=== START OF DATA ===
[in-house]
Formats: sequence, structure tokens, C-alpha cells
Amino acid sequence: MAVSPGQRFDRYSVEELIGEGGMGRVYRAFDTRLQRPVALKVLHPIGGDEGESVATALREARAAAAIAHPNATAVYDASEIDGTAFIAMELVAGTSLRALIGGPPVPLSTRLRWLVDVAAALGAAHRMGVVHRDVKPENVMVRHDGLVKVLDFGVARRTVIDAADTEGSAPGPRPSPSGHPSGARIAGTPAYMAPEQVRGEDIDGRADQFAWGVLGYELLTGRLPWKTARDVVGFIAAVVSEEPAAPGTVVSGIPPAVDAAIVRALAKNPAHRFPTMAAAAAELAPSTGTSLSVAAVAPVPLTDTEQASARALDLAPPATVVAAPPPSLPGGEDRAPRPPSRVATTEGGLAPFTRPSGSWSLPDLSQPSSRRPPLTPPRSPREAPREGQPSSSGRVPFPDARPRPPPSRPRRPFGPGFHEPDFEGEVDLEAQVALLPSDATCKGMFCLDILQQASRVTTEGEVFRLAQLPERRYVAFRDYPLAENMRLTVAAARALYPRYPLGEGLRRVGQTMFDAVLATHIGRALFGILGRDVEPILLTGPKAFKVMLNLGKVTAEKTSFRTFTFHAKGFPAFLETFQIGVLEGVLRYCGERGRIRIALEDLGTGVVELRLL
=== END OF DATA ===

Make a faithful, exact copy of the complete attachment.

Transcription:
[in-house]
Formats: sequence, structure tokens, C-alpha cells
Amino acid sequence: MAVSPGQRFDRYSVEELIGEGGMGRVYRAFDTRLQRPVALKVLHPIGGDEGESVATALREARAAAAIAHPNATAVYDASEIDGTAFIAMELVAGTSLRALIGGPPVPLSTRLRWLVDVAAALGAAHRMGVVHRDVKPENVMVRHDGLVKVLDFGVARRTVIDAADTEGSAPGPRPSPSGHPSGARIAGTPAYMAPEQVRGEDIDGRADQFAWGVLGYELLTGRLPWKTARDVVGFIAAVVSEEPAAPGTVVSGIPPAVDAAIVRALAKNPAHRFPTMAAAAAELAPSTGTSLSVAAVAPVPLTDTEQASARALDLAPPATVVAAPPPSLPGGEDRAPRPPSRVATTEGGLAPFTRPSGSWSLPDLSQPSSRRPPLTPPRSPREAPREGQPSSSGRVPFPDARPRPPPSRPRRPFGPGFHEPDFEGEVDLEAQVALLPSDATCKGMFCLDILQQASRVTTEGEVFRLAQLPERRYVAFRDYPLAENMRLTVAAARALYPRYPLGEGLRRVGQTMFDAVLATHIGRALFGILGRDVEPILLTGPKAFKVMLNLGKVTAEKTSFRTFTFHAKGFPAFLETFQIGVLEGVLRYCGERGRIRIALEDLGTGVVELRLL